"Discriminatory terms and conditions can exacerbate the inability of some grocers, pharmacies, and other stores to source products in short supply, impacting both rural and inner-city communities in particular," FTC Chair Lina Khan said in a statement Tuesday.

Low-income rural parents are having an especially difficult time with the shortage. "When there are only one or two grocery stores in town, and when filling up the tank to drive from store to store to find formula — as many parents have been doing for weeks — is an economic impossibility, the need reaches a degree of intensity that is potentially life-threatening, Chabeli Carrazana reports for The 19th. "In rural swaths of the country, families are more likely to be living in poverty, more likely to be on WIC, more likely to face transportation barriers and less likely to have access to the retailers that carry baby formula."

Formula maker Abbott is expected to reopen its Sturgis, Mich., plant on June 4 and have some formula ready to ship by June 20. It could take six to eight weeks for formula to reach store shelves after that, Christina Jewett reports for The New York Times. Abbott is working with the Food and Drug Administration to remedy unsanitary conditions that led the FDA to shutter the plant in February.

Wednesday, May 25, 2022

Rural schools are more at risk for mass shootings, and need more mental-health care; Uvalde has been seeking a clinic

Tuesday's shooting in Uvalde, Texas, highlights rural schools' disproportionate risk of suffering a mass shooting (defined as those with four or more deaths). 

Uvalde County, Texas (Wikipedia map)
Salvador Ramos, 18, killed 19 students and two teachers at Robb Elementary School. It was the deadliest shooting at a U.S. school since 2012, when 28 were killed in Sandy Hook, Conn., another small community. Nine of the 16 mass shootings at U.S. schools in the last 100 years have been in rural areas, though rural America now has less than 20% of the nation's population. Most of the shooters, rural and urban, were former or current students. According to a 2020 Government Accountability Office report, rural schools were the most likely to be targeted for shootings.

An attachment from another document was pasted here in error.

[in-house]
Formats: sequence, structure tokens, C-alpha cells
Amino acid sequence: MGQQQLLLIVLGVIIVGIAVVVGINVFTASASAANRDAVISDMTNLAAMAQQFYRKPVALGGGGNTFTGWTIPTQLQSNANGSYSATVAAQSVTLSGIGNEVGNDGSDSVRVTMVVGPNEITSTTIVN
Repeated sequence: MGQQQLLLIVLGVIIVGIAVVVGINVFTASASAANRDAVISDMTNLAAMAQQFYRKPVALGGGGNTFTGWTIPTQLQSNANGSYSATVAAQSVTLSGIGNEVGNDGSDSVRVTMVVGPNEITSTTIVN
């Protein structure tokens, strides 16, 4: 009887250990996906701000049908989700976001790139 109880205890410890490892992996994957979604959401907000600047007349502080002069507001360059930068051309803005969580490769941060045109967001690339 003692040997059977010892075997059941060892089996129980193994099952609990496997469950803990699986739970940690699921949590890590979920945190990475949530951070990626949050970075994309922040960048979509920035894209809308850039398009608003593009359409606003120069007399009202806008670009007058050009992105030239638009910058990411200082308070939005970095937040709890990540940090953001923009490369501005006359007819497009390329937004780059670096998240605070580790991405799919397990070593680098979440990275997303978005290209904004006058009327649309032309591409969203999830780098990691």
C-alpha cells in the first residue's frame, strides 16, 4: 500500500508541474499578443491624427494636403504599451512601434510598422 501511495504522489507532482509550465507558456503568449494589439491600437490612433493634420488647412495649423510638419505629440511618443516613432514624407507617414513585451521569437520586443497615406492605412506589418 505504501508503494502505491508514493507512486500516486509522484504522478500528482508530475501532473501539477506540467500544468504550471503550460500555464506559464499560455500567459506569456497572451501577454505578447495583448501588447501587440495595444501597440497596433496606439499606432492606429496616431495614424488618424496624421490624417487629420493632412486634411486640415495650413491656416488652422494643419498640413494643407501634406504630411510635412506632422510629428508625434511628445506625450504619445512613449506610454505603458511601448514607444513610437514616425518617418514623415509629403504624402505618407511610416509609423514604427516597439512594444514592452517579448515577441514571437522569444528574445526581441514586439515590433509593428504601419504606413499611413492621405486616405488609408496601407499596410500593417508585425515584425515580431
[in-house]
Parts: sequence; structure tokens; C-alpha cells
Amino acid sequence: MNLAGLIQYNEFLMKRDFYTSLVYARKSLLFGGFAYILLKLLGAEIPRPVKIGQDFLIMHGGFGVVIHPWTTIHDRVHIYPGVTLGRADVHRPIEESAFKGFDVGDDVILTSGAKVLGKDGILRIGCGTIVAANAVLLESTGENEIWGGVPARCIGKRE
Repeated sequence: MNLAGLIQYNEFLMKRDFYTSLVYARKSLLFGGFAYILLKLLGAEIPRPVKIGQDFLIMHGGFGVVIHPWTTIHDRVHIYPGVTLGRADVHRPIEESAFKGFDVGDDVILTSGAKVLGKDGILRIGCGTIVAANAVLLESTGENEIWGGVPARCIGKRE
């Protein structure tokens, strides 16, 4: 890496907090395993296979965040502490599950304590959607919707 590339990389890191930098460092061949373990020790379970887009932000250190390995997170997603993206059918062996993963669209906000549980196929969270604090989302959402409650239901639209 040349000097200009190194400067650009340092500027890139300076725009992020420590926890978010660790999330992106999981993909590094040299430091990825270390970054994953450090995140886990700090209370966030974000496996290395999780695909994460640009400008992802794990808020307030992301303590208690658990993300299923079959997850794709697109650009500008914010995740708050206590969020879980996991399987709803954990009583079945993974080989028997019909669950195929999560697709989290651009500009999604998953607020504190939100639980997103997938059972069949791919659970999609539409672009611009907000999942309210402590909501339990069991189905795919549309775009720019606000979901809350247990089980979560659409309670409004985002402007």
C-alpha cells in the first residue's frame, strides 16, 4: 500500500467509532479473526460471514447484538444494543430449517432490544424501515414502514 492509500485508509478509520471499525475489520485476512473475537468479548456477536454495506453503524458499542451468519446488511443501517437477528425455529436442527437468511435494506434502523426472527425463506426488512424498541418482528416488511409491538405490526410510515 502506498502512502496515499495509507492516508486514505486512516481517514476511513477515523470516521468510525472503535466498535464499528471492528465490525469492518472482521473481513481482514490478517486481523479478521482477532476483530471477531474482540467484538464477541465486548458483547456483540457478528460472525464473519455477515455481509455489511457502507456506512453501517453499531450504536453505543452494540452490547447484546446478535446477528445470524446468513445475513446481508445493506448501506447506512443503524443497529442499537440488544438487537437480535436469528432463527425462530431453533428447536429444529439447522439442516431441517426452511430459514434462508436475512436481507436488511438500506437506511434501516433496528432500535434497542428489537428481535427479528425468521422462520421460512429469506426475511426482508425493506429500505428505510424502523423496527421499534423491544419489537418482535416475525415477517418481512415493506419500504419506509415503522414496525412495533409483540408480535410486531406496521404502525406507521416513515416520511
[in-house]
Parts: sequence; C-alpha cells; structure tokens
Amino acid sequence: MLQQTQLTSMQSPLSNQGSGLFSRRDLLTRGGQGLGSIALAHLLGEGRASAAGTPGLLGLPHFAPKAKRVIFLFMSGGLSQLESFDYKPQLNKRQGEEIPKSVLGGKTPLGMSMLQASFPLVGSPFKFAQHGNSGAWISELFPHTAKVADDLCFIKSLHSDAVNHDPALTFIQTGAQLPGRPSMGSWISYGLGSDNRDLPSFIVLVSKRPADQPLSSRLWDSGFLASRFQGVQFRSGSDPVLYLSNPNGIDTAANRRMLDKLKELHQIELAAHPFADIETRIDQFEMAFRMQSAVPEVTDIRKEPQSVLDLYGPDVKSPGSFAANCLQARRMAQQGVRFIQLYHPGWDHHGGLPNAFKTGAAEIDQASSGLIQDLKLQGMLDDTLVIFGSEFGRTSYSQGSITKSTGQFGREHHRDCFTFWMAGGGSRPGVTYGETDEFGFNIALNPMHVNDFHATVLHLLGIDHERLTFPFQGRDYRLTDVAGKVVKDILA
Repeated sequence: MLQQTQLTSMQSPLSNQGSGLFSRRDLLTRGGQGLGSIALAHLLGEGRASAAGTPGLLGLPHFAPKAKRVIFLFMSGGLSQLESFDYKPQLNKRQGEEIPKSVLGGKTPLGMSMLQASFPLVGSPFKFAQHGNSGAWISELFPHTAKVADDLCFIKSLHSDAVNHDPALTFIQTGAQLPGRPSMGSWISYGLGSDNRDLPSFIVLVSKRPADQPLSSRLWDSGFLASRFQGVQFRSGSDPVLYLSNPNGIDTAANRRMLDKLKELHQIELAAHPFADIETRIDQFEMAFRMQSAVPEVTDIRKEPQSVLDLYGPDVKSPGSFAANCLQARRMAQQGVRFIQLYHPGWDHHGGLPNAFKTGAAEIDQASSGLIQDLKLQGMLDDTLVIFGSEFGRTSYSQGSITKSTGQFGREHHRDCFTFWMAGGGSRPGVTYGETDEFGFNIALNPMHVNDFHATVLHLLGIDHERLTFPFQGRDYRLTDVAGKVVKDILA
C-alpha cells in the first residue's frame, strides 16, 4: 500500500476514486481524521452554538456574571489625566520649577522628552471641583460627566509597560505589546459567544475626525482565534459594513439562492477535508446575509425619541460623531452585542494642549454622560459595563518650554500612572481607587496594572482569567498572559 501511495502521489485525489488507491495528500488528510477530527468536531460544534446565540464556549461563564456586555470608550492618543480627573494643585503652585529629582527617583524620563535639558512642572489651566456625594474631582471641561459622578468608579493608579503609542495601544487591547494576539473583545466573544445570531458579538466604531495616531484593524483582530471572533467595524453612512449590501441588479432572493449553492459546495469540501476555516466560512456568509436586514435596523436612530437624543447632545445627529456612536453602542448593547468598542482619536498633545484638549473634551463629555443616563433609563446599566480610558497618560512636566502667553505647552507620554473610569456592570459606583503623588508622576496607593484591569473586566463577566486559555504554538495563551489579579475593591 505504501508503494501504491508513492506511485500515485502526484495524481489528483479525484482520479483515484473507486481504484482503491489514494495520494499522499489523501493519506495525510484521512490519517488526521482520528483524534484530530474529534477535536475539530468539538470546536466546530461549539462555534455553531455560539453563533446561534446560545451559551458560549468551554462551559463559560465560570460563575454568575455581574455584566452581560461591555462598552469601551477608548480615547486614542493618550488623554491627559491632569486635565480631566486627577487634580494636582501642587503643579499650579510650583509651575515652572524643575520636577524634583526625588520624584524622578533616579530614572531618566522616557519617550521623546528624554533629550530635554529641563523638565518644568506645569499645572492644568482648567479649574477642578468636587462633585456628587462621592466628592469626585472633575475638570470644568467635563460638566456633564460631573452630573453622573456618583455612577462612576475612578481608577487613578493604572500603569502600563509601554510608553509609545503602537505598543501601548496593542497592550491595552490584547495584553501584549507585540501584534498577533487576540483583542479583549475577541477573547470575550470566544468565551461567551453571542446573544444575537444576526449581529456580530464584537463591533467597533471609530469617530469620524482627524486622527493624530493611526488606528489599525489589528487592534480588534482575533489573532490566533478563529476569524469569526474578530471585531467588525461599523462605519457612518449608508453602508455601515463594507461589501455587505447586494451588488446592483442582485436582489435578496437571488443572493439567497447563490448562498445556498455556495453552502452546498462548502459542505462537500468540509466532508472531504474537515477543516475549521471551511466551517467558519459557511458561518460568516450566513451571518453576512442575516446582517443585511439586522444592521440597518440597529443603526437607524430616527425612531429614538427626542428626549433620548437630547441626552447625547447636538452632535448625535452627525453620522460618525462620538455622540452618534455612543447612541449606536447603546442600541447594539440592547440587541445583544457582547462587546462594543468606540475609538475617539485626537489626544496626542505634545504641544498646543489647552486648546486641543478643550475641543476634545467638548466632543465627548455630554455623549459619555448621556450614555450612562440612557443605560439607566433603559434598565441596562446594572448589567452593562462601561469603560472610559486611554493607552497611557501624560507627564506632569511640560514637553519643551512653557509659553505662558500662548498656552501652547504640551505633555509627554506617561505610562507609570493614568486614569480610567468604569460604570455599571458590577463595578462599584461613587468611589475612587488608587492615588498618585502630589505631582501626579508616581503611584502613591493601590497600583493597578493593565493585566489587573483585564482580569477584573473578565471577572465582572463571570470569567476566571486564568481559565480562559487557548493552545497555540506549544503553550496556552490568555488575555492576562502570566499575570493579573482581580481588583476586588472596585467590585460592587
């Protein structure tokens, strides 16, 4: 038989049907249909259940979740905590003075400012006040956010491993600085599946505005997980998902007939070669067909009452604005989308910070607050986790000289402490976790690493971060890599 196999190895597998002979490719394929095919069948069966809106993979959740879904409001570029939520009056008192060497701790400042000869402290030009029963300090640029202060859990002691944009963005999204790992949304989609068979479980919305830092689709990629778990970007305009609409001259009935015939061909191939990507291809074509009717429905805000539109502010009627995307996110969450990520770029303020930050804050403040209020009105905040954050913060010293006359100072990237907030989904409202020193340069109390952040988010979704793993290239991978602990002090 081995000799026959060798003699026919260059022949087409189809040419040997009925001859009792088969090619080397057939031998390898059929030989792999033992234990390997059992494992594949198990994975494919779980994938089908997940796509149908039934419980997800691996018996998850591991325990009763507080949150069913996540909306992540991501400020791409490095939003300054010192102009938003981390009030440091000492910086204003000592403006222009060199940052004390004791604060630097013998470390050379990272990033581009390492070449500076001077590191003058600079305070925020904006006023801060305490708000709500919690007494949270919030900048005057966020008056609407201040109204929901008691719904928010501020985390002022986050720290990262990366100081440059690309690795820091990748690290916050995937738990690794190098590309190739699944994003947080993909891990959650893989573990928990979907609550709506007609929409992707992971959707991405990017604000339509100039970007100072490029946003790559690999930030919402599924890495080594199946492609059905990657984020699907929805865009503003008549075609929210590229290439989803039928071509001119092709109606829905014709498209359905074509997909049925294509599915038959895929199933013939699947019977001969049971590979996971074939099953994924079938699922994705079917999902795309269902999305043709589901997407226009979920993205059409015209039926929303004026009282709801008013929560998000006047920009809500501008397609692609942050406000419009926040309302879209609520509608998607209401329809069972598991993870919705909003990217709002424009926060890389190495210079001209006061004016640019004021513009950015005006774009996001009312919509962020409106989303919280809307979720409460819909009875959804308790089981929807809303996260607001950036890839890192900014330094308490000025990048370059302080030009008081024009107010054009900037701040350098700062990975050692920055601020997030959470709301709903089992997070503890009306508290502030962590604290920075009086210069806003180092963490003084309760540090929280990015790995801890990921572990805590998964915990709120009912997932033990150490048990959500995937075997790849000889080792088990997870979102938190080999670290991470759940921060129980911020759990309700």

The Uvalde shooting also highlights disparities in rural mental-health care. Friends and acquaintances of Ramos said he was relentlessly bullied and dealt with mental-health issues and "had a fraught home life as a child," The Washington Post reports. Before going to the school, he shot his grandmother in the face; she called police.

As a recent series by The New York Times highlighted, mental-health care can be difficult for rural teens to access. And though experts don't know whether bullying is more pervasive in rural communities, they say the small size of the community can make it harder for bullied students to cope. Republican U.S. Rep. Tony Gonzales, who represents the area, told CBS News that he has been working with the Republican mayor of the City of Uvalde and the Democratic county judge of Uvalde County to find money to build the city's first mental health clinic.

USDA data: Foreign ownership of rural land has nearly tripled in past decade, to 10.9 million acres from 4.1 million

Acreage of foreign-owned cropland (including forests and pastures) by county. (USDA data mapped by The Daily Yonder for the Midwest Center for Investigative Reporting; click the image to enlarge it or click here for the interactive version.)

"Foreign investment in U.S. cropland has nearly tripled in the past decade, according to U.S. Department of Agriculture data. The total cropland controlled by foreign interests in 2020 was 10.9 million acres, up from 4.1 million acres in 2010," Jonathan Hettinger reports for the Midwest Center for Investigative Journalism. "This increase has been largely driven by foreign-owned wind companies signing long-term leases on a large number of acres, according to the USDA. However, 'the acres actually utilized by said companies are very few due to the small footprint of the wind towers erected on the land,' a USDA report said."

Foreign investors own or lease 2.9% of the nation's overall agricultural land, more than 37 million acres that include forests and pastures. That's up from 24.2 million acres in 2010, says the report. However, the USDA's database of foreign farmland ownership has significant gaps, and more than 3.1 million acres of farmland don't have a listed owner, Hettinger reports.

"While the database has significant errors and often has incomplete information, it still is a strong indicator of the quantity of land being sold or leased to foreign interests," Hettinger reports. "This growing level of investment has sparked legislative action. Currently, three bills before Congress would require additional review of foreign investment. Also, 14 states restrict or prohibit foreign ownership of farmland, though none outright forbid it, according to a November memo by the Congressional Research Service."